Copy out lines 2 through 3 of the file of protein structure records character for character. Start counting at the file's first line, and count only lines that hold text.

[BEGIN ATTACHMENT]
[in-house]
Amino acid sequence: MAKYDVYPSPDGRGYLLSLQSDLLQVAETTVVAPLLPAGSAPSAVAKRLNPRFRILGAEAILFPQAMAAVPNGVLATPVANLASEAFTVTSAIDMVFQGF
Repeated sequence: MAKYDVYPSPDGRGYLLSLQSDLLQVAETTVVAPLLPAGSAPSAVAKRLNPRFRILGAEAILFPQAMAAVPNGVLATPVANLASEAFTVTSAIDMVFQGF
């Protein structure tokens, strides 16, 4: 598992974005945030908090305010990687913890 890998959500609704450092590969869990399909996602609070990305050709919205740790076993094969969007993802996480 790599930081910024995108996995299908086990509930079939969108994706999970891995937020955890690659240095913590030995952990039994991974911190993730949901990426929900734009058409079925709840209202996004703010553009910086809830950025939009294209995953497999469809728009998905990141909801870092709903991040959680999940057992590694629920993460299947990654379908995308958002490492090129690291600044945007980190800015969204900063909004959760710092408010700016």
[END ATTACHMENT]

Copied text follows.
Amino acid sequence: MAKYDVYPSPDGRGYLLSLQSDLLQVAETTVVAPLLPAGSAPSAVAKRLNPRFRILGAEAILFPQAMAAVPNGVLATPVANLASEAFTVTSAIDMVFQGF
Repeated sequence: MAKYDVYPSPDGRGYLLSLQSDLLQVAETTVVAPLLPAGSAPSAVAKRLNPRFRILGAEAILFPQAMAAVPNGVLATPVANLASEAFTVTSAIDMVFQGF